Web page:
Further management at discretion of providers… May use other antiarrhythmics available to the agency (e.g., magnesium, beta blockers and/or procainamide) Additional shock(s) NO open label amiodarone or lidocaine in field permitted before or after ALPS drug* *Also excludes use of IO lidocaine to minimize pain when inserting/flushing IO line. v24

27 Should I start an infusion after achieving ROSC?
No known value of prophylactic antiarrhythmic drug infusions after cardiac arrest Since no open label amiodarone or lidocaine can be given in the field, no infusions of these drugs should be given by EMS providers (includes no IO administration of lidocaine given to minimize pain when inserting or flushing IO line) Duration of drug effect (“half-life”) should last until ED arrival Use of open label lidocaine or amiodarone is permitted in hospital v24

28 What to do about wide complex tachycardia with pulse/BP?
ALPS is strictly for shock-resistant VF/pulseless VT needing CPR. This applies to all doses of ALPS drug. If the rhythm doesn’t need CPR it shouldn’t get ALPS A perfusing wide complex tachycardia can be a supraventricular rhythm with BBB and not need further treatment. Drugs can make it worse! Transport to hospital for definitive diagnosis/care If in doubt, consider synchronized electrical cardioversion v24

29 What if one or more syringes are broken or do not function?
If any syringe in the kit is broken upon opening, or does not function prior to giving… Stop ALPS, shut the box, and move on Use open label lidocaine or amiodarone, if needed Usual drug doses If any portion of any ALPS syringe has already been given and syringe breaks or does not function… Limit lidocaine to ≤ 200 mg total dose May use amiodarone at usual doses v24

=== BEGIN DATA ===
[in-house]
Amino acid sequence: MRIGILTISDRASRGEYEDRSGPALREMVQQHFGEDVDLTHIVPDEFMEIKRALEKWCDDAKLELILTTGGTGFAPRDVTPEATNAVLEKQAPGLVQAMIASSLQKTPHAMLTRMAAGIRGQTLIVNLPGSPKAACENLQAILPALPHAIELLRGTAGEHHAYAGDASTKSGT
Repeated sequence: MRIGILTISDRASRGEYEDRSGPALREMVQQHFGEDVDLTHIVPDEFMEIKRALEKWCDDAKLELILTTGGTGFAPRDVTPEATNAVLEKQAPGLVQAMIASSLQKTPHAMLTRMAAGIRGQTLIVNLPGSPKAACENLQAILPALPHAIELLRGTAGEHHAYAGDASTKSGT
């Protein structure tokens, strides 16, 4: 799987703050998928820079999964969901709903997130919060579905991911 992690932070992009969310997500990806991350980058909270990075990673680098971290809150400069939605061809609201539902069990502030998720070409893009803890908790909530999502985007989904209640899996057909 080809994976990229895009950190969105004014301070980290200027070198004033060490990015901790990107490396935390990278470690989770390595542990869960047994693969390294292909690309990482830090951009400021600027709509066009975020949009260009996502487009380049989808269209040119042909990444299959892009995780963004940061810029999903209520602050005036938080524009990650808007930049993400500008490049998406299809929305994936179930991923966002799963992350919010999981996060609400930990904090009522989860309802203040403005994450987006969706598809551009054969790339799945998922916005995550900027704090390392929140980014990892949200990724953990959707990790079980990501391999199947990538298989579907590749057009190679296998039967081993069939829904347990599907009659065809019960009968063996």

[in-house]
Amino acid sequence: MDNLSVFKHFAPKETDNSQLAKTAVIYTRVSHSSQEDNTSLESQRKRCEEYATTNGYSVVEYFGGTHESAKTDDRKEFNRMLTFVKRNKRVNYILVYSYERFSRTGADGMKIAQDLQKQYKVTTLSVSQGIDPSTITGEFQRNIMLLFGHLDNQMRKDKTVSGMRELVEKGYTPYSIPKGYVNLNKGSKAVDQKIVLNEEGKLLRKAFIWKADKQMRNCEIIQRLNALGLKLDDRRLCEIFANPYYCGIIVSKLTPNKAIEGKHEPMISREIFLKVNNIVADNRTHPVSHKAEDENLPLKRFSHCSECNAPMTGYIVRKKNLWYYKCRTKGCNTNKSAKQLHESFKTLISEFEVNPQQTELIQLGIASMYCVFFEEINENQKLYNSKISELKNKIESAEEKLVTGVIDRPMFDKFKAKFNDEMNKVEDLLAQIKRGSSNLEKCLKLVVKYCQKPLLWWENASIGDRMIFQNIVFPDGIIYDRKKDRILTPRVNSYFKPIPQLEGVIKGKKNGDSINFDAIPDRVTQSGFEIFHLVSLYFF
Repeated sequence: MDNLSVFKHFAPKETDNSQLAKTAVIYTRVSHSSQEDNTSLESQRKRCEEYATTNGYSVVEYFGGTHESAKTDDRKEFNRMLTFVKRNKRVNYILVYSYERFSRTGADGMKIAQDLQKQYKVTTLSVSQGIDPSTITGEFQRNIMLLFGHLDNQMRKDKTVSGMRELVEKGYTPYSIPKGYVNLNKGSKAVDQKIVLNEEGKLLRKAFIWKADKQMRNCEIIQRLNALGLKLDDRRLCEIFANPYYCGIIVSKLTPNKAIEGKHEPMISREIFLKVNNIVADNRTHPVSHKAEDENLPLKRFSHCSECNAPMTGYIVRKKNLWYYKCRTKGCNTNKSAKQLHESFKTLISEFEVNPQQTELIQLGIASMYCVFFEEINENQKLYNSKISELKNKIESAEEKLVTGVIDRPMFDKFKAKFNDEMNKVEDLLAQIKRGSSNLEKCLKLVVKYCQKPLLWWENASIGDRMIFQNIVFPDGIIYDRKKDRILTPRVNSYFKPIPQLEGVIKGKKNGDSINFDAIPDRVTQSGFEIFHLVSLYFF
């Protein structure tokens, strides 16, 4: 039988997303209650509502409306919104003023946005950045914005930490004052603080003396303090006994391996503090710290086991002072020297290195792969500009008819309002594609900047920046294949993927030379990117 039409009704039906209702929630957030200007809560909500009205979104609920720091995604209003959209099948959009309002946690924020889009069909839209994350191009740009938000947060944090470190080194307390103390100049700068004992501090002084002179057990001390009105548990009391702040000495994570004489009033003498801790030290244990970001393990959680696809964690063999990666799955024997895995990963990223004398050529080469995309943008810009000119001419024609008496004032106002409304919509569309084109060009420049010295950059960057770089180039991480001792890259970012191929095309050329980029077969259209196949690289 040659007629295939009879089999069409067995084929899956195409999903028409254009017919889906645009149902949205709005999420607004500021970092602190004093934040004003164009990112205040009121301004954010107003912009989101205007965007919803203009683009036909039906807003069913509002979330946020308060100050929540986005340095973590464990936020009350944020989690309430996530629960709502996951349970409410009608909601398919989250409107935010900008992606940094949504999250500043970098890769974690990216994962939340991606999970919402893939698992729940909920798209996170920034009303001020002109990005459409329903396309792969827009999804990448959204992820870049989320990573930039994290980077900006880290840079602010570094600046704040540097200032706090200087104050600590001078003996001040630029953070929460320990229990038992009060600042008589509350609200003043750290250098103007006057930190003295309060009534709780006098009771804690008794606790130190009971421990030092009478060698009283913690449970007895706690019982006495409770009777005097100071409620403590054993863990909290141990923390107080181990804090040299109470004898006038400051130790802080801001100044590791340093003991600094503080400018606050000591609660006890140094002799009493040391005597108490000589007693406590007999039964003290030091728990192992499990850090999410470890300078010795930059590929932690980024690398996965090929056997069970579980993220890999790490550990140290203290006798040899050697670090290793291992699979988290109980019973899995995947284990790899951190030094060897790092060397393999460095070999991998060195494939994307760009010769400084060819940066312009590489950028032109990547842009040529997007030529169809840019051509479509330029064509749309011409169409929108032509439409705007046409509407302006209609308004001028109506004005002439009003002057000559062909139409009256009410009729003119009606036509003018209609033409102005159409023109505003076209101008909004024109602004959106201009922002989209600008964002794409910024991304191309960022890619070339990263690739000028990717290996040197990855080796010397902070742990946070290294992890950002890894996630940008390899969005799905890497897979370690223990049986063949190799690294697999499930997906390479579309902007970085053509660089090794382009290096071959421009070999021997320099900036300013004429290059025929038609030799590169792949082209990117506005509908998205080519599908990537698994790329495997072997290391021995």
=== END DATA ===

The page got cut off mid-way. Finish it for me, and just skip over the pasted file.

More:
30 What must be reported when any ALPS syringe is broken or does not function?
Quarantine ALPS kit with the damaged syringe Document circumstances On patient record ROC-report form Promptly notify ROC coordinator Return ALPS kit with syringes to ROC coordinator v24

31 What should the Emergency Department do?
Notify ED that the patient may have received amiodarone or lidocaine or neither in the field Written script left with ED The script will indicate the drugs/doses the patient may have received in the field Limit lidocaine to an additional 100–120 mg over the next 2 hours in ED No restriction on additional amiodarone in ED All other ED treatments may be given as required v24

32 The Emergency Department really wants to know what drug we gave?
The ED script will include ROC physician name and phone number for the ED physician to contact for more information or questions Contact information for rare request to un-blind study drug Defer questions to local ROC staff v24

33 Peel-off Barcode labels
Drug Kit Peel-off Barcode labels PCR Affix to… Hospital Notification Sheet v24

34 FDA Directive When feasible, this written script will be presented to the LAR by the prehospital provider. The acute circumstances of cardiac arrest may rarely, if ever, afford such opportunity on-scene without compromising patient care. Accordingly, determining if or when presenting this script on-scene is feasible …will be left to clinical discretion of the provider. v24

35 Do I carry out ALPS and CCC at the same time?
Yes, both protocols can be done at the same time. CCC ALPS v24

36 Five Take-to-the-Street Principles of ALPS
Think of the ALPS drug as you would about any antiarrhythmic for VF/pulseless VT and use it accordingly… Prioritize vascular access Expedite ALPS drug for shock-resistant VF/VT rhythms requiring CPR VF/pulseless VT that persists/recurs after ≥1 shocks (“It’s baaack!”) OK to give vasopressor plus ALPS back-to-back to speed treatment* Give ALPS drug ASAP from when recurrent VF/VT last seen (≤2 minutes) Judge patient’s size Normal: 2 syringes→ 1 syringe rescue Small (<100 lbs/45 kg): 1 syringe→ 1 syringe rescue *After flushing between drugs v24

37 Five Take-to-the-Street Principles of ALPS continued…
Document when ALPS drug given Time-stamp each dose of ALPS drug Document shock number that follows each dose of ALPS drug Inform ED/Notify ROC of ALPS use v24

38 Questions?